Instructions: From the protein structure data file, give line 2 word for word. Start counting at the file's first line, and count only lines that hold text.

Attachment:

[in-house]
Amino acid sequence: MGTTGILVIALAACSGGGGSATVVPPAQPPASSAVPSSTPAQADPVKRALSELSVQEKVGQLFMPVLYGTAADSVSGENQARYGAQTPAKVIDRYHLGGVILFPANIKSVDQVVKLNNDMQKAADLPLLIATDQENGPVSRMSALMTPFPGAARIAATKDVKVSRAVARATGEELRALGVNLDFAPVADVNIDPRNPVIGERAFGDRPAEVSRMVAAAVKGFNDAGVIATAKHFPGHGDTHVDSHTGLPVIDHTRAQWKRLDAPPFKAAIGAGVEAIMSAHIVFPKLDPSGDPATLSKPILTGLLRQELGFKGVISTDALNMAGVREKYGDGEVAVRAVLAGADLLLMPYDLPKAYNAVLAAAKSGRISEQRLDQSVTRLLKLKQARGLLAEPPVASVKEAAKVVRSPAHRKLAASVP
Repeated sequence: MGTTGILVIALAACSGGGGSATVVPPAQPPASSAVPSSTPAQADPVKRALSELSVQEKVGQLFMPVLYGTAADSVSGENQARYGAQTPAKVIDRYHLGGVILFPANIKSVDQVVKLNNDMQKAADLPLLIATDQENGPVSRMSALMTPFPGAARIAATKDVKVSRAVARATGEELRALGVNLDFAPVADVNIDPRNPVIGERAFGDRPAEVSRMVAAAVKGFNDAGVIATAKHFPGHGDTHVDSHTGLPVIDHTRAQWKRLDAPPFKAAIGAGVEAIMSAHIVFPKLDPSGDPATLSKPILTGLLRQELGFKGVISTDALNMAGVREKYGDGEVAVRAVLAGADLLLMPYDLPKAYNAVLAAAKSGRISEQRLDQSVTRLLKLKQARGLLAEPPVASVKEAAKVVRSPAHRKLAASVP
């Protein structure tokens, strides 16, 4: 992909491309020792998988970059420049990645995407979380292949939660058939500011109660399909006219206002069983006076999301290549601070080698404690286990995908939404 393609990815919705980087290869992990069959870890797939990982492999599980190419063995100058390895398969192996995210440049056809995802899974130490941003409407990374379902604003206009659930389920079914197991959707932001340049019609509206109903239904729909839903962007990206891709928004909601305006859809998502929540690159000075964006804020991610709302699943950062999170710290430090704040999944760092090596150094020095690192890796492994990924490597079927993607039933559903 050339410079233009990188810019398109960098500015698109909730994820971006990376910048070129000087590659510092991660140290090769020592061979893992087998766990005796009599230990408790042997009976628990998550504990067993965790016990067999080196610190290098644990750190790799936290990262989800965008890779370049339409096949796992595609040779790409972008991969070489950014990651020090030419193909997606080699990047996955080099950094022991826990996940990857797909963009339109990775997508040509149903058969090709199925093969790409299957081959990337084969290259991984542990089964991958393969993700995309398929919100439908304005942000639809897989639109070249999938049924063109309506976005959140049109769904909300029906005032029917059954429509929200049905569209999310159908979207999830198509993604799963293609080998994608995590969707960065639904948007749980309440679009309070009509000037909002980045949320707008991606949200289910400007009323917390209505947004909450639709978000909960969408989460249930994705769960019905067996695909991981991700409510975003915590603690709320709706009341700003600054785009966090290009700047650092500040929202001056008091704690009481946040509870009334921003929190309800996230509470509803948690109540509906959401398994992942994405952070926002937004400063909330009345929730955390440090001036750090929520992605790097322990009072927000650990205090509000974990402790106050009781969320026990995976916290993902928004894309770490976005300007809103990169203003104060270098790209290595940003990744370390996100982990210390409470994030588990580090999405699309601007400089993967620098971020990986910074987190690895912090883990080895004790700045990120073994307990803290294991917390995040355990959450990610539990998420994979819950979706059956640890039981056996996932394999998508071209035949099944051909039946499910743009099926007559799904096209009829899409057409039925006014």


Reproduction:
Amino acid sequence: MGTTGILVIALAACSGGGGSATVVPPAQPPASSAVPSSTPAQADPVKRALSELSVQEKVGQLFMPVLYGTAADSVSGENQARYGAQTPAKVIDRYHLGGVILFPANIKSVDQVVKLNNDMQKAADLPLLIATDQENGPVSRMSALMTPFPGAARIAATKDVKVSRAVARATGEELRALGVNLDFAPVADVNIDPRNPVIGERAFGDRPAEVSRMVAAAVKGFNDAGVIATAKHFPGHGDTHVDSHTGLPVIDHTRAQWKRLDAPPFKAAIGAGVEAIMSAHIVFPKLDPSGDPATLSKPILTGLLRQELGFKGVISTDALNMAGVREKYGDGEVAVRAVLAGADLLLMPYDLPKAYNAVLAAAKSGRISEQRLDQSVTRLLKLKQARGLLAEPPVASVKEAAKVVRSPAHRKLAASVP